Pata Negra, second time around

Crème caramel with a honey, strawberry and cardamom sauce with a dollop of cream

For my birthday dinner with the girls, we went to Pata Negra and my last visit there was back in late July. This time I wasn’t overly impressed with the service.

The booking was made at 6.30pm for the early setting and the place was already packed. We ordered some tapas to share to begin with. We ordered some spiced and smoked almonds, Bruce Street bomba, salt roasted tiger prawns with Turkish spoon salad and mountain bread with zataar. The spiced and smoked almonds came in a re-used sardine can and were rather smoky and spicy. A bomba is a type of potato croquette which is a small fried food roll containing usually as main ingredients mashed potatoes, and/or minced meat (veal, beef, chicken, or turkey), shellfish, fish, vegetables, and soaked white bread, egg, onion, spices and herbs, wine, milk, beer or any of the combination thereof, sometimes with a filling, often encased in breadcrumbs. The croquette is usually shaped into a cylinder or disk, and then deep-fried. The croquette (from the French croquer, “to crunch”) was a French invention that gained worldwide popularity, both as a delicacy and as a fast food. In Spain, bomba especially filled with jamón or chicken, are also a typical tapas dish. Unfilled bechamel croquettes are also consumed in parts of Spain. The Bruce Street Bomba was filled with jamon and a creamy mayonaise on top of the bomba along a tomato relish. Very delicious! I was hoping to taste the bomba at MoVida and can’t compare it with Pata Negra’s

The prawns were very yummy and I am a huge fan of prawns. They split the prawn in half, BBQ them and topped it with Turkish spoon salad. Turkish spoon salad is basically combines all the flavours of a gazpacho: cucumbers, onion, beautifully vine-ripened tomatoes, red peppers, chilli, fresh herbs and some Turkish condiments. It’s a beautifully versatile dish located somewhere between a salad, a dip and a salsa that can be eaten on its own or as an accompanying dish.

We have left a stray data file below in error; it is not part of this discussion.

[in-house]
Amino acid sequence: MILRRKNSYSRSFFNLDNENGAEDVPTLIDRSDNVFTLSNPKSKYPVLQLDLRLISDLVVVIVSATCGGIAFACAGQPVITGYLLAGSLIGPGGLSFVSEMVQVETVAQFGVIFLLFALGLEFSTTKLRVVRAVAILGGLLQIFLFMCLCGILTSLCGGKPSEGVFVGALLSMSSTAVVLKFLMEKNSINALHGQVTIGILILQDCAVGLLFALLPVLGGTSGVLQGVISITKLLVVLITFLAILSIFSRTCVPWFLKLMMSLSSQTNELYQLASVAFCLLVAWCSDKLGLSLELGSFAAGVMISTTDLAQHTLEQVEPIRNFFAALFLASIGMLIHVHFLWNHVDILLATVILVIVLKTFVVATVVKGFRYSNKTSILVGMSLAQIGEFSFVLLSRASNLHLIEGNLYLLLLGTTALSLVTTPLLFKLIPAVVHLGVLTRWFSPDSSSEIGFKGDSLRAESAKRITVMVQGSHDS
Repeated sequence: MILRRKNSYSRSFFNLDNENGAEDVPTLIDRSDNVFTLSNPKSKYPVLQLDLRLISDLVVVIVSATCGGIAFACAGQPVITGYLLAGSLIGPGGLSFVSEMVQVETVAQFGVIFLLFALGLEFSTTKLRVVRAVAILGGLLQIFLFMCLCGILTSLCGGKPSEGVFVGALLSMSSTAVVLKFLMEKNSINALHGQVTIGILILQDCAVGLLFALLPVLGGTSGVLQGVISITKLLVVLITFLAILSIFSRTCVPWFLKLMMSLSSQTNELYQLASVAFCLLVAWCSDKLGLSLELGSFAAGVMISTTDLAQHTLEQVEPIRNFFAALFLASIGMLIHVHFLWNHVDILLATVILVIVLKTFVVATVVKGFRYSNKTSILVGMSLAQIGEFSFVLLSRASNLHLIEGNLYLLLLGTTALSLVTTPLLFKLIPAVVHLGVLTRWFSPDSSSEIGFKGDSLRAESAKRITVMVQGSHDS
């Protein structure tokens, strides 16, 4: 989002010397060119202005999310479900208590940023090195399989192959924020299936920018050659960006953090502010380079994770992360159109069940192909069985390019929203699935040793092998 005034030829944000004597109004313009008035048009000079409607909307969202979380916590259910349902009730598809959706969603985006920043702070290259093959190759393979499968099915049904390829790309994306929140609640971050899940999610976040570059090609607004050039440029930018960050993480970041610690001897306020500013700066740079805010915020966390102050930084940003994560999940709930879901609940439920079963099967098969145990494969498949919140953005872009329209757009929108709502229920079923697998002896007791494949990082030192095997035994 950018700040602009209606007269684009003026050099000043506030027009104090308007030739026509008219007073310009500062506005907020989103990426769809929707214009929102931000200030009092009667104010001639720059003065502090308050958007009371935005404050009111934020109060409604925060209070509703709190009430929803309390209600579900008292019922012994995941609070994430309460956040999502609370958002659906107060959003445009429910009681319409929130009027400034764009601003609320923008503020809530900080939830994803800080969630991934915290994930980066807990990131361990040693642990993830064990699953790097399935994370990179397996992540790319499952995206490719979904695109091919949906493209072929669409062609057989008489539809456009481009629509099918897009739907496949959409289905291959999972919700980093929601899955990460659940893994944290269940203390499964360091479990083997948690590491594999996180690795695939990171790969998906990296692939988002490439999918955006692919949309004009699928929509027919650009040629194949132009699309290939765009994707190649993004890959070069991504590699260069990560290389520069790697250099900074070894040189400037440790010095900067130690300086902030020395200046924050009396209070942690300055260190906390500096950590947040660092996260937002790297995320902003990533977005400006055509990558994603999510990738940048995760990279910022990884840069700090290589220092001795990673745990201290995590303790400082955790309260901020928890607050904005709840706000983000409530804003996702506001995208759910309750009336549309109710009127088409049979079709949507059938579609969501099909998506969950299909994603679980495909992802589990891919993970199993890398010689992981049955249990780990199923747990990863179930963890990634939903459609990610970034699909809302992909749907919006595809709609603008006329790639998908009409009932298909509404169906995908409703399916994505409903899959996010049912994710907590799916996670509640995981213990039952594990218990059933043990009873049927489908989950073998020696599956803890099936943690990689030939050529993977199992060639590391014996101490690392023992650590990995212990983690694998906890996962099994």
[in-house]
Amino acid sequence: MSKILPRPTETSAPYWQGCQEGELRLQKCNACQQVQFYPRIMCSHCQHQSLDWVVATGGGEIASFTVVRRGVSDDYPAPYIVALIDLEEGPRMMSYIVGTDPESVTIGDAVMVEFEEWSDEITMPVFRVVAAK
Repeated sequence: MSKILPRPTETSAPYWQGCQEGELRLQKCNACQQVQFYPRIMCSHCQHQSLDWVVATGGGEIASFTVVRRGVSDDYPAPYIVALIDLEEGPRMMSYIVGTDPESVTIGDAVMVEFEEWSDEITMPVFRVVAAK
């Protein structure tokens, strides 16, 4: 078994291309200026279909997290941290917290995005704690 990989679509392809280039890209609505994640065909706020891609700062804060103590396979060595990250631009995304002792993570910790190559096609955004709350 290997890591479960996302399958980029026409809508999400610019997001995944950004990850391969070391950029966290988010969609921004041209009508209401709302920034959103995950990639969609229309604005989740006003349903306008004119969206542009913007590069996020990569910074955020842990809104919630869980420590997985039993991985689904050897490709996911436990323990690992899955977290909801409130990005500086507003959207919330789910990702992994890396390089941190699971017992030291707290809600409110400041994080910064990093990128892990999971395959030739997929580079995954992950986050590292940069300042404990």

The mountain bread was homemade, toasted and accompanied with a humus dip. For mains, we ordered grilled kingfish with broad bean puree, green olive, parsley and lemon, chargrilled asparagus with romesco sauce, wood roasted mushrooms with confit garlic and manchego, Pata negra febada confit duck, pork hock with chorizo and white beans and honey, cardamom glazed lamb shoulder with artichokes and a beetroot and walnut puree.

The kingfish was slightly undercook (I must say, we had a pregnant friend with us and the waitperson should have asked if we would like the fish cooked through) and we had to send it back to be re-cooked. I do like the flavours of broad bean puree and green olives with the kingfish though. The asparagus was simply grilled with a beautiful romesco and rich sauce. Romesco is a sauce originating in Tarragona (Catalonia, Spain) that is typically made from almonds, pine nuts, and/or hazelnuts, roasted garlic, olive oil and nyoras – a smaller, sweet, dried variety of red bell pepper. Other common ingredients include roasted tomatoes, red wine vinegar and onion. Leaves of fennel or mint may be added, particularly if served with fish or escargot. It is perhaps most often served with seafood, but can also be served with a wide variety of other foods including poultry and vegetables, particularly calçots.

The confit duck was delicious and to me, more of a winter dish as it was served in a small copper pan. The duck was tender along with bits of pork hock and white beans. It is a dish where you want pieces of bread to soak up all the remaining sauce. I guess my favourite was the lamb shoulder glazed with honey and cardamom, cooked perfectly with artichokes and this delicious beetroot and walnut puree. The puree was amazing, slight crunchy from the walnuts but sweet from the beetroot.

We also ordered a few deserts which were the meringues with king island cream and boysenberries, a crème caramel with a honey, strawberry and cardamom sauce with a dollop of cream and the doughnut with Pedro Ximenez ice cream (which is one of my favourites). The meringues were delicious and light. The crème caramel was rich and custardy along with the light and refreshing strawberry, honey sauce with a hint of cardamom.

My highlight of the meal would be the lamb shoulder. I loved the flavours and that beetroot walnut puree. The lowlight was the service. I understand it is the earlier session but it felt like we were being rushed throughout the meal. Before the deserts were served, the bill was already on our table. Mental note, do not take the earlier session if you can!

This time around, I give Pata Negra 7 ½ for the food quality, 8 for the atmosphere, 7 for service and 7 ½ for pricing.

Pata Negra

26 Stirling Highway
Nedlands WA 6009
(08) 9389 5517

Open Tue-Sat 5pm-11pm

http://www.patanegra.com.au/

Pata Negra on Urbanspoon


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